Everything that you have ever wanted to know about the Clerihew…..

Lots of people, especially rich and powerful ones, have cities, buildings, even stars named in their honor, but how many are forever known by the name of a verse form? Let’s see, there’s the Petrarchan sonnet, the Shakespearean sonnet, the Spenserian stanza—and the clerihew. E. C. Bentley, who died in 1956 at the age of eighty, was a British novelist and journalist much admired by Dorothy L. Sayers for his intricate detective stories featuring Inspector Trent, and by G. K. Chesterton for the invention of a verse form—the clerihew—that bears his middle name.

Clerihew is an old Scottish name, the origin of which is unclear, and the largest concentration of the family is in Aberdeenshire. The name became attached to the four-line verses because in 1905 Bentley published a volume of them, called Biography for Beginners, under the name E. Clerihew.

A clerihew typically is a gently humorous four-line verse, with an AABB rhyme scheme, about a notable person whose name ends the first line. The second line makes a statement about the person and rhymes with the name. The third and fourth lines develop some aspect of the person’s life or career, usually in a whimsical manner. No particular meter is mandated, and in fact, it is sometimes metrically irregular on purpose for comic effect. This aspect of the verse was satirized in a clerihew by an unknown wag:

Edmund Clerihew Bentley
Was evidently
A man
Who couldn’t get his poems to scan.

Bentley invented the verse form when he was a sixteen-year-old student at St. Paul’s School in London. One day he became bored during a chemistry class (well, who would blame him?) and idly wrote the following, much to the amusement of his fellow students:

Sir Humphry Davy
Was not fond of gravy.
He lived in the odium
Of having discovered sodium.

After that, there was no stopping young Edmund (and some people no doubt tried). By the time he was thirty, with a degree from Oxford  in his pocket, he had cranked out enough of his four-line verses to make a book, including the following:

Sir Christopher Wren
Said, “I am going to dine with some men.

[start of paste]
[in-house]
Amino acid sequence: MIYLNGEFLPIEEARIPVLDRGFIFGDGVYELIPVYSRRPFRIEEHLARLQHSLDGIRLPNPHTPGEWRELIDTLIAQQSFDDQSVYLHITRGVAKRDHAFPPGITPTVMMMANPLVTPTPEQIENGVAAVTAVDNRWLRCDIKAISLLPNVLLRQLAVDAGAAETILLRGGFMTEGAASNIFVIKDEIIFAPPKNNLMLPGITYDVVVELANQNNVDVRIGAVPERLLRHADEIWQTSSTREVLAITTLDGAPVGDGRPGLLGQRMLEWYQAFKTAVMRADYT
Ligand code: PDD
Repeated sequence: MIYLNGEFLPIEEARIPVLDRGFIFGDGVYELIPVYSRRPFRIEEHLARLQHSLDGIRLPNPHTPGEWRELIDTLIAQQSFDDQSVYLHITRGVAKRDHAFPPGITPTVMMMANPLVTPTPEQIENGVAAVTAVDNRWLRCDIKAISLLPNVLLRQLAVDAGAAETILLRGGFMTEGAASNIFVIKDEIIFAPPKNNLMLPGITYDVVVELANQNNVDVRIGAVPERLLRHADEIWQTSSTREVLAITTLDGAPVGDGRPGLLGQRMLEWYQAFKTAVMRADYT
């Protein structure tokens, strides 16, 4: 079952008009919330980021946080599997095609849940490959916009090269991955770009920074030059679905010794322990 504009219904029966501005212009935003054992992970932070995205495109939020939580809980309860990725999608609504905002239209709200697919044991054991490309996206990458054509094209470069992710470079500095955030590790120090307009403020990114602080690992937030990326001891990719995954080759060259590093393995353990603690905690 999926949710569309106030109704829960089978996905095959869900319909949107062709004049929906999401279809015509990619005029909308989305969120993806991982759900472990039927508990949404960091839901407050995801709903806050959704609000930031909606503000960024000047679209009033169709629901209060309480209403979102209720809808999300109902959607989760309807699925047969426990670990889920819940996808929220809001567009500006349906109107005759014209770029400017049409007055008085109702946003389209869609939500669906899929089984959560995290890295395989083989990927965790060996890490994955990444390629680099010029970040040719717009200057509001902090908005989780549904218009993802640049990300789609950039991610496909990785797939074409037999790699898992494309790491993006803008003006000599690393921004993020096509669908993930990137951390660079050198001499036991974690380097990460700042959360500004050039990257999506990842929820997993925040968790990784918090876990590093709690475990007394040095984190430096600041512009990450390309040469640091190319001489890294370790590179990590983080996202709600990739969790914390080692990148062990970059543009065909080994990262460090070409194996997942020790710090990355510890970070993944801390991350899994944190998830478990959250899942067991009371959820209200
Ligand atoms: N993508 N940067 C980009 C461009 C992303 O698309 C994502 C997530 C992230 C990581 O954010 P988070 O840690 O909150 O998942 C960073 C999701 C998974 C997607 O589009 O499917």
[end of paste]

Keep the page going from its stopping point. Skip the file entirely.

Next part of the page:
If anyone calls
Say I am designing St. Paul’s.”

John Stuart Mill,
By a mighty effort of will,
Overcame his natural bonhomie
And wrote Principles of Economy.

Edward the Confessor
Slept under the dresser.
When that began to pall,
He slept in the hall.

It was a weakness of Voltaire’s
To forget to say his prayers,
And one which to his shame
He never overcame.


A few other historically notable examples of the form must include:

Daniel Defoe
Lived a long time ago.
He had nothing to do, so
He wrote Robinson Crusoe.

George the Third
Ought never to have occurred.
One can only wonder
At so grotesque a blunder.

Edgar Allan Poe
Was passionately fond of roe.
He always liked to chew some,
While writing anything gruesome.

“No, Sir,” said General Sherman,
“I did not enjoy the sermon;
Nor I didn’t git any
Kick outer the litany.”

Other irrepressible practitioners of the clerihew include Bentley’s friend Chesterton, J. R. R. Tolkien, and W. H. Auden

A crotchety satirist was Evelyn Waugh
And as dauntless a man as you ever saw.
It’s surprising that his best work all
Came after his Decline and Fall.

Jean-Paul Sartre
Always ordered à la carte.
He’d say “nix”
To the prix fixe.

T. S. Eliot
Took his tea, toast, and jam at
Exactly eight by his new clock,
Then he wrote “The Love Song of J. Alfred Prufrock.”

Robert Frost
In a forest was lost.
But, entre nous,
Whose woods they were he thought he knew.

James Joyce
Laughed so hard he lost his voice
When the censors had several hissies
While reading Ulysses.

Sir Noël Coward
Shaved and showered,
Had coffee and a prune,
Then wrote a song in the morning and a play in the afternoon.

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